Incised Wounds

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Incised wounds or cuts are produced by sharp-edged weapons or instruments. A knife is the classical example of a weapon used to inflict an incised wound, though, in fact, any instrument with a sharp edge can do so e.g., a piece of glass, metal, or paper. The sharp edge of the instrument is pressed into and drawn along the surface of the skin, producing a wound whose length is greater than its depth.

In incised wounds, the length and depth of the wound will not provide information as to the weapon. A 3-in-long incised wound could have been produced by a 6-in blade, a 2-in blade, a razor, or even a piece of glass. Incised wounds should not be confused with lacerations. Incised wounds have clean-cut straight edges free of abrasion or contusion (Figure 7.20). There is no bridging in the depth of the wound. Lacerations, which are tears in the skin caused by blunt force, generally have ragged, abraded margins with bridging

Beveled Undermined Edge Skin
Figure 7.20 Incised wound of face caused by razor. Note sharp, clean margins.

of the base. One must realize, however, that a dull, irregular-edged, or nicked cutting edge can produce an incised wound with irregular, contused, or abraded margins because the wound is caused more by the pressure applied by the weapon than by the cutting edge. No bridging in the depth of the wound will occur, however.

Wounds of the scalp produced by heavy, usually metallic, objects with sharp edges can produce lacerations with sharp, non-abraded margins that can be confused with incised wounds. Careful examination of the base of the wound usually produces evidence of bridging, thus indicating a laceration. In some instances, however, just by examining a wound alone, it will not be possible to determine if it is an incised wound or a laceration. Other wounds on the body will often suggest the etiology of the ambiguous wound.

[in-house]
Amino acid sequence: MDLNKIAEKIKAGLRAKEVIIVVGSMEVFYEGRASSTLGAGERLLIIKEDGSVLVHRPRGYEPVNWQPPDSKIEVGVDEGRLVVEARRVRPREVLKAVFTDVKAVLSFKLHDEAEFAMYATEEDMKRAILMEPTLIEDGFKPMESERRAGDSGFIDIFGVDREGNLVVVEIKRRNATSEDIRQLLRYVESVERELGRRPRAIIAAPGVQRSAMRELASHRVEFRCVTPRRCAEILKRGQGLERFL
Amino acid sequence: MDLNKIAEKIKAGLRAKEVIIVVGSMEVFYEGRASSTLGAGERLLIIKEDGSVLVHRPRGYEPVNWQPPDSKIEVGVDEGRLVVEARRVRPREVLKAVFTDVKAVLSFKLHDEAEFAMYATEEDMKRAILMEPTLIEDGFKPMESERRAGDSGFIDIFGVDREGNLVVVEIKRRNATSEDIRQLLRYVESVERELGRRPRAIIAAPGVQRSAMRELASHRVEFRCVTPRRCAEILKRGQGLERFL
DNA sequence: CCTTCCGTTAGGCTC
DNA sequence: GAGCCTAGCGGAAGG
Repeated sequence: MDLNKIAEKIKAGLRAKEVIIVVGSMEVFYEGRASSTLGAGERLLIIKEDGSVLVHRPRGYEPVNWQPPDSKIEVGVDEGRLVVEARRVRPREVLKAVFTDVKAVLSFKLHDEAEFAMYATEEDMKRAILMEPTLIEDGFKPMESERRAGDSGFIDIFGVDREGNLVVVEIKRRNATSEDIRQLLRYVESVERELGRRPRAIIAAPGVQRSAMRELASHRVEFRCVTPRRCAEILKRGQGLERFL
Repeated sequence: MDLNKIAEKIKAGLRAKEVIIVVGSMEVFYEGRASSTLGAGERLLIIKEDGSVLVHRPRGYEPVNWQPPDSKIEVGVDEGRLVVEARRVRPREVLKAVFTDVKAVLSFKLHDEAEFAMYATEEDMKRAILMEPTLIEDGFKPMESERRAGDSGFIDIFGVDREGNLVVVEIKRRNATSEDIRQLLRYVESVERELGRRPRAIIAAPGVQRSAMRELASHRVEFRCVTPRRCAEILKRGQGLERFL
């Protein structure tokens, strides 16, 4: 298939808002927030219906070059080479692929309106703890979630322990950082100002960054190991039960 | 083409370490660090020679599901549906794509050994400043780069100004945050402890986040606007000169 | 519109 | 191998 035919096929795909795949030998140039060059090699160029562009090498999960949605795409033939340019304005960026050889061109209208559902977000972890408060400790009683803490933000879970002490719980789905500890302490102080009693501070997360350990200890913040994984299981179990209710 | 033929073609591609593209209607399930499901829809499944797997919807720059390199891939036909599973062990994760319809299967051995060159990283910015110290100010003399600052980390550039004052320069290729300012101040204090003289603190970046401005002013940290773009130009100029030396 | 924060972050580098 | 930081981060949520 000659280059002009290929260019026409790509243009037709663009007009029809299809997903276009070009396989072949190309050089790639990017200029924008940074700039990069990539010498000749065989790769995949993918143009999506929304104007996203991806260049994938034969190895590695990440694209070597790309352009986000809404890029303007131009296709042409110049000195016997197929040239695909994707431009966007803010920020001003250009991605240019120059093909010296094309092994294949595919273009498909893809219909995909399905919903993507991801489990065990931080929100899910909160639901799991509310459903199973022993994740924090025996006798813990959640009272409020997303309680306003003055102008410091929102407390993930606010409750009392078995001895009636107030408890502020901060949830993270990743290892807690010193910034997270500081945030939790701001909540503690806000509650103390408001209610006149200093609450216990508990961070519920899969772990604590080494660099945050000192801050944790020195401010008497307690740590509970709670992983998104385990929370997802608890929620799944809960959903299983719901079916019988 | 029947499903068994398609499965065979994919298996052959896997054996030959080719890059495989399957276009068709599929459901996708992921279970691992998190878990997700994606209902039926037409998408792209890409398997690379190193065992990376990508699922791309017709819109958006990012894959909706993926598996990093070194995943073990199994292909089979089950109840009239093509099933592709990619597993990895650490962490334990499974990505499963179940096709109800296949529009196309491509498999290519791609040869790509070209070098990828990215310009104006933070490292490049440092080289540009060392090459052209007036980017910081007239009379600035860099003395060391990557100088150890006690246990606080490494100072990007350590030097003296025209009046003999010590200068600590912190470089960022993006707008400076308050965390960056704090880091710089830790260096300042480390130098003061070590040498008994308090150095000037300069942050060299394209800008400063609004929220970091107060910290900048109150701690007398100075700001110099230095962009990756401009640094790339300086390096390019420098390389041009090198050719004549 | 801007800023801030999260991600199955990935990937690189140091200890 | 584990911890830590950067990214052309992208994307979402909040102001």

Incised wounds often begin very superficially, deepen, and then become superficial again. If the blade is held at an oblique angle to the skin, the wound will present a beveled or undermined edge. If the angle is extreme, a skin flap will be produced. On occasion, a single slash with a sharp, edged weapon might produce more than one incised wound. These are wrinkle wounds, which occur when the skin is not flat, but "wrinkled," that is, in folds. Here, the cutting edge skips from crest to crest of the skin, leaving a string of cuts, all of which have resulted from a single slash (Figure 7.21). Usually, these lie in a straight line and it is fairly simple to deduce what has occurred. If the skin is thrown into irregular folds, an irregular zigzag wound may be produced by a single swipe of the blade. In such a case, the blade rolls up the skin before cutting through it.